The next day was camp at Caloola Farm, which is no longer a running operation, but they are still happy to have trekkers. There wasn’t much grass as the kangaroos had helped themselves, but the boys were happy enough picking around. We headed off the next morning across the creek and over an old fence… Laurie felt the wire on the ground and ran backwards and lost his footing. He lay down to let preston get off, and then got back up. No injuries (thank god!!!) and we wandered up and over the undulating hills, which was a good intro for the boys for some of the hills to come. Unfortunately, the kangaroos had cleaned up the paddocks at Mt clear, and although there was heaps of area, there wasn’t a lot of feed. So no rest day, and we took off towards Youak and the end of book 10. It rained as we walked a lot, we didn’t mind as long as it was raining further along the track. Rain means more water and more grass to get us through.

Thanks to Oliver for letting us camp on his leased TSR – the feed was great and the boys were happy as filling their bellies. We picked up our food drop from the Cochranes place (Thanks!) and cleaned our gear, prepping for the next section where we enter the Kosciousko National Park. We have heard great things about this section and are excited to finally be close to getting in there!

Only two books to go!!!!!

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Our break in Gundaroo

Our break in Gundaroo.

 

After finding a paddock, jobs and a little Barn to rent, we settled in to Gundaroo and have had the best time living here. It is close to the city if you need it, but far enough away that you are out in the bush on the weekends! You have the best of both worlds!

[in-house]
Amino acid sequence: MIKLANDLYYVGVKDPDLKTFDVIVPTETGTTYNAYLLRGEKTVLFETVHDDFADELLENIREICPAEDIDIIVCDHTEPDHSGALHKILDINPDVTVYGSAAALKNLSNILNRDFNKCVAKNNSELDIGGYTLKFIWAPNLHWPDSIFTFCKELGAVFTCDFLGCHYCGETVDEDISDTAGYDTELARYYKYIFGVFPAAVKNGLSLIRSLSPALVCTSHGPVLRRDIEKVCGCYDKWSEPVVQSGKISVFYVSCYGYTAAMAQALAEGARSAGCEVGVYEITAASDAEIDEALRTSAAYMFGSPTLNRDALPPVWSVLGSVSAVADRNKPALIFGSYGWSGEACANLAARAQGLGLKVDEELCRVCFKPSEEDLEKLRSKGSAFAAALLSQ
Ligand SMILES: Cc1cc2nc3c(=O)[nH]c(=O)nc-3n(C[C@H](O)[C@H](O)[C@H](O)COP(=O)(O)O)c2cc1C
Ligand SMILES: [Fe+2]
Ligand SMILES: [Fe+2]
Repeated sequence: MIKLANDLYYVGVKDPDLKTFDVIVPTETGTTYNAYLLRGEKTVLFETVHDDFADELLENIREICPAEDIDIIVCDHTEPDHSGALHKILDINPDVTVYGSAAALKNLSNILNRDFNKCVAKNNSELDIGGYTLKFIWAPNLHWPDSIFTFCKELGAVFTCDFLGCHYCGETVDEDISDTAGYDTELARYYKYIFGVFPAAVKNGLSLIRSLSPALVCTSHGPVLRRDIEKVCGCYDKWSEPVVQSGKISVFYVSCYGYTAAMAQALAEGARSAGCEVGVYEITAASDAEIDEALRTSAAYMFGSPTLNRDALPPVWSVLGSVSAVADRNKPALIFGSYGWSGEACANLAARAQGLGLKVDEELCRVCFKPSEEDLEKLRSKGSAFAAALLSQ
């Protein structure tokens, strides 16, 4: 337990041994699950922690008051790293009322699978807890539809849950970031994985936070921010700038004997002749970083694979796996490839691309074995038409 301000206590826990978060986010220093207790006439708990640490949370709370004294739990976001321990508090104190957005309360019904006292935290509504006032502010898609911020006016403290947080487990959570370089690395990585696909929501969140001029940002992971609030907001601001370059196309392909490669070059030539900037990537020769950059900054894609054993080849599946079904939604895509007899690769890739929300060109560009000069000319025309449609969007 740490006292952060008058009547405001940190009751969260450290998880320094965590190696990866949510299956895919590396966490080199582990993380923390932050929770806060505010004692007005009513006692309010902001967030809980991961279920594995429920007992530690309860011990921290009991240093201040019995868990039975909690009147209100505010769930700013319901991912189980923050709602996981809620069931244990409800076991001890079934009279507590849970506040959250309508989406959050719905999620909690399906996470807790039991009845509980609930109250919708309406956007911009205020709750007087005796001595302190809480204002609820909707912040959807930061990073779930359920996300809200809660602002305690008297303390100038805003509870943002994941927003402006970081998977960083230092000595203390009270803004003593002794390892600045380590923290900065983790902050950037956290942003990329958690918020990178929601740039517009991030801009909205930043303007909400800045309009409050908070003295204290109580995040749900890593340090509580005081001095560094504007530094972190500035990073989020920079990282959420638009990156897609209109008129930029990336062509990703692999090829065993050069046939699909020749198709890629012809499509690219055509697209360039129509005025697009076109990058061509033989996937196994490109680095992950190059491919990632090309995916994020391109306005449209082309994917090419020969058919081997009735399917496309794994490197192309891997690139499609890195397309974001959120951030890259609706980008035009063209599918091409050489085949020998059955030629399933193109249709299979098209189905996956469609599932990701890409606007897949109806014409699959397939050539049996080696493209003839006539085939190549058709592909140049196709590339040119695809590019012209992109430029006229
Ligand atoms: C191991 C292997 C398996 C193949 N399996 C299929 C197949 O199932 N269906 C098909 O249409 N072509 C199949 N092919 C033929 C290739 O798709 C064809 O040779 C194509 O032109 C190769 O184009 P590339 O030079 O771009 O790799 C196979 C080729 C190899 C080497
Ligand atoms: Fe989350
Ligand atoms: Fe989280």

The locals are so friendly and we have made some great friends here – nice town and great company… how much better can it get!

Since we have been here, we have done a heap of things, but there is definitely more to do! I went to a horsemanship course in Sydney which I thoroughly enjoyed, we went up to the snow, down to Batemans Bay, camping at Wee Jasper and visited some friends in Sydney, just to name a few.

We had a lot of BNT reminiscing with Sue, Bill and Bob when we went down for a visit, and with Craig and Shirley who stopped in Gundaroo to do their book launch.

I was lucky enough to find a job that I have really enjoyed, and the girls at work have been so lovely.

One of the highlights of the rest stop was definitely on September 4, when Preston presented me with an engagement ring, which I have to brag that he designed and made himself (well with a bit of help from his sneaky offsider Cheryl!! ). I am happy to say that my answer was yes, and we are happily engaged. This BNT trip has definitely been a life changer for the both of us!!! I also had my 30th birthday here and I was lucky enough to have Mum fly down for the weekend. We have had a lot of big life events in this little, unsuspecting town!

The boys have also enjoyed their break, putting on so much weight that we had to get our saddle re-fitted …. They not only have been gutsing the brilliant grass, but having fun chasing the sheep around the paddock and galloping from grass patch to grass patch. They have not only fattened, but muscled up through their toplines thanks to the flat work and ground work we have been doing with them. They should be plenty fit enough when we get on the road again.

We have to say thank you to all the people we have met and loved spending time with… Phil, Jo, Hamish, Lachie, Col, Tanner, Lamby, Matt, Lyndal, Billy, Marsie, Libbie, George, Alarna, Dan and last but definitely not least of all, Kylie and Jimmy. Words cannot express how grateful we are to all of you who took us in and made us feel at home almost instantly. We look forward to seeing you all soon J

We are looking forward to this section of the trail as we have heard many great things about it – we have also heard how tough it can be and have been prepping ourselves for the steep hills as well! We have bought 2 ½ months of food to get us through, sorted it and sent it forward to different points on the trail. We prepped our gear, made new panels for our pack saddle as it had worn enough for us to replace it so it would make the end, ordered replacements for any broken or worn out gear and set out a rough timeline for the next couple of months. We are prepped and ready (we think!) for the next 1000km to go…..